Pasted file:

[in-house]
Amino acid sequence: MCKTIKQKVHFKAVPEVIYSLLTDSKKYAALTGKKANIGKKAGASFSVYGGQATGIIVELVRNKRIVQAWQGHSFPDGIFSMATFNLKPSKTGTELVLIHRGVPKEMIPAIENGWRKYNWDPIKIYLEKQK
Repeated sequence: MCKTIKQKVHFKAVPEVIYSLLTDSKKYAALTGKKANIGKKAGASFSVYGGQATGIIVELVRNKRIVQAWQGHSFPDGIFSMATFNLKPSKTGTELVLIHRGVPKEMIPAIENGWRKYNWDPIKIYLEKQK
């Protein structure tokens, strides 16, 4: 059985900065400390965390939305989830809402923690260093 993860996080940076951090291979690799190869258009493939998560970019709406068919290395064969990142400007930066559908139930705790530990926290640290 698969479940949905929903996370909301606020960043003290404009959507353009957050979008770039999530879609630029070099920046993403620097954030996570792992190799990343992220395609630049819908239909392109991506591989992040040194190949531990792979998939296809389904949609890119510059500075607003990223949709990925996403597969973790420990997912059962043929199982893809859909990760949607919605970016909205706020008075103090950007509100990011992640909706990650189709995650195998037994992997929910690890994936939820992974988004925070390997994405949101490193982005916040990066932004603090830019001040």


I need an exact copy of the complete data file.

[in-house]
Amino acid sequence: MCKTIKQKVHFKAVPEVIYSLLTDSKKYAALTGKKANIGKKAGASFSVYGGQATGIIVELVRNKRIVQAWQGHSFPDGIFSMATFNLKPSKTGTELVLIHRGVPKEMIPAIENGWRKYNWDPIKIYLEKQK
Repeated sequence: MCKTIKQKVHFKAVPEVIYSLLTDSKKYAALTGKKANIGKKAGASFSVYGGQATGIIVELVRNKRIVQAWQGHSFPDGIFSMATFNLKPSKTGTELVLIHRGVPKEMIPAIENGWRKYNWDPIKIYLEKQK
């Protein structure tokens, strides 16, 4: 059985900065400390965390939305989830809402923690260093 993860996080940076951090291979690799190869258009493939998560970019709406068919290395064969990142400007930066559908139930705790530990926290640290 698969479940949905929903996370909301606020960043003290404009959507353009957050979008770039999530879609630029070099920046993403620097954030996570792992190799990343992220395609630049819908239909392109991506591989992040040194190949531990792979998939296809389904949609890119510059500075607003990223949709990925996403597969973790420990997912059962043929199982893809859909990760949607919605970016909205706020008075103090950007509100990011992640909706990650189709995650195998037994992997929910690890994936939820992974988004925070390997994405949101490193982005916040990066932004603090830019001040």